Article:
9 How Do They Work?—THE $$$!! Money is the big problem when it comes to building support for developing housing—politicians say it's too expensive to create and maintain housing for low-income people. Mixed Income (a real mix of incomes, not that 80/20 BS we do in NYC!) Commercial Space (higher rents on commercial tenants help subsidize low residential rents—while also offering cheap commercial rent for neighborhood- based small businesses) Non-Profit Status
10 How Do They Work?—THE $$$!! Most common revenue sources: Federal Funds, Private Foundations, Local Government, Individual Donors and CLT member dues, Income from investments, intermediaries, grants from private businesses, State government, other charities.
11 Breaking Down the Details: Some Facts & Figures The majority (70%) of CLTs do not focus on a single neighborhood but serve multiple neighborhoods, the city as a whole, the county, or even multiple counties and serve low and moderate income residents in the larger geographic region. The duration of CLT’s ground lease range from 20 to 99 years, with 99 years being the most frequently used (95%) term. Ground leases are renewable. 59% of CLT units are rehabilitated, while 41% are new construction. 95% of the responding organizations have units for homeownership, 45% of responding organizations reported that they also have rental units in their housing portfolio. 80% have less than 100 units including both homeownership and rental. [Source: Lincoln Institute National Study]
12 Talking Points: How do you sell a CLT? 1. Community Land Trusts are a proven mechanism for communities to control their land and housing forever, without fear of external or internal threats. 2. CLTs do not depend on government handouts! They can't be slashed after the next election, or vetoed during state budget negotiations. 3. Every CLT is different. The model provides flexibility for many approaches— including consolidating homesteaded or “occupied” homes into a collective, collaborative system of self-help housing. 4. CLTs are PART OF THE SOLUTION—they're not the whole solution. Right now they're a missing piece of the public discourse on the housing crisis, a radical new approach that recognizes housing and self-determination as human rights, and inextricably linked. 5. CLTs can define “affordability” however they want—they're not forced to follow the government's bogus AMI-based guidelines for affordable housing.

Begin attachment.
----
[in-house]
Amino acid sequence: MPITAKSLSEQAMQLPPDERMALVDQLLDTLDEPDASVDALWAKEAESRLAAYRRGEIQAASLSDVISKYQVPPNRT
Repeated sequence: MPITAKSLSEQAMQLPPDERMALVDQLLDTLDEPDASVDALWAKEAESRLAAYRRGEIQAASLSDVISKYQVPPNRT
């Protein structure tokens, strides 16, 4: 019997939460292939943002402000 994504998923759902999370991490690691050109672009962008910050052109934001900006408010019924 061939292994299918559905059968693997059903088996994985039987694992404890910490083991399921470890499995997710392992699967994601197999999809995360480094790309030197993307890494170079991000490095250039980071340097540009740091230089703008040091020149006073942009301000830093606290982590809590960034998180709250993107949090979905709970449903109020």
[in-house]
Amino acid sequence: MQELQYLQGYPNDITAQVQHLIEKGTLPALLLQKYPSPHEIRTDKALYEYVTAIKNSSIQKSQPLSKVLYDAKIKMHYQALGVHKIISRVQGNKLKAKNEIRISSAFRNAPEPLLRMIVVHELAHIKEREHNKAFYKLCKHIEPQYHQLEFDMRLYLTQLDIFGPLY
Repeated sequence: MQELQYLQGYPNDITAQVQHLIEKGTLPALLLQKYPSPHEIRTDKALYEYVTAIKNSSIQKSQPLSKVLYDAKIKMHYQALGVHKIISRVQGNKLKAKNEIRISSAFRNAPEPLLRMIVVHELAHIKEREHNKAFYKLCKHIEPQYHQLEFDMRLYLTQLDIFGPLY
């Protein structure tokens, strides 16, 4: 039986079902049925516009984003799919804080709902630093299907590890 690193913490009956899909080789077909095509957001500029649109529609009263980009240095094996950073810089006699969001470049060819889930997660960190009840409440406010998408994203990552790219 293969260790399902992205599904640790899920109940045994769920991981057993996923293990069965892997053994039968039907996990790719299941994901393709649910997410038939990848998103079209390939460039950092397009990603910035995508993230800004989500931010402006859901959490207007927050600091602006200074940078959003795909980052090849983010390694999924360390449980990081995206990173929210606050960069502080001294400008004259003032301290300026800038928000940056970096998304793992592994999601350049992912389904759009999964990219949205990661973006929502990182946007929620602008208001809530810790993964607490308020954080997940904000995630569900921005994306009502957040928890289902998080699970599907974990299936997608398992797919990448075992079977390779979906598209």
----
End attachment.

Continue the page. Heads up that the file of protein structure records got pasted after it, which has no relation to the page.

13 Talking Points: How do you sell a CLT? 6. We need fresh ideas, not the same old arguments about government subsidies, or individual-based non-systemic solutions like principal re-negotiations. 7. We're in a crisis. Nationally, the inventory of foreclosed and distressed properties has reached astronomical proportions. CLTs can take title to the land and lease these buildings to the appropriate entity without displacing residents if they are inhabited, and creating new low-income housing if they're not. 8. CLTs can provide a path to legalized and secure homesteading. Banks or investors who own foreclosed or vacant buildings that are being “occupied” can be pressured to “gift” those properties to a CLT, or to sell it at a much lower price that local government can be pressured to pay, and the CLT can lease the building(s) to a tenant’s association or limited-equity coop run by residents. Homeowners and tenants facing eviction because they cannot afford even a re-structured mortgage can be protected by title transferred to a CLT.
14 What Else?? This training is a work in progress, like all of our CLT work. There are a lot of missing pieces here, and if our organizations are going to be able to use these tools we need to be refining and developing them together. So we welcome: Questions? Additions, Subtractions? Critiques? Etc?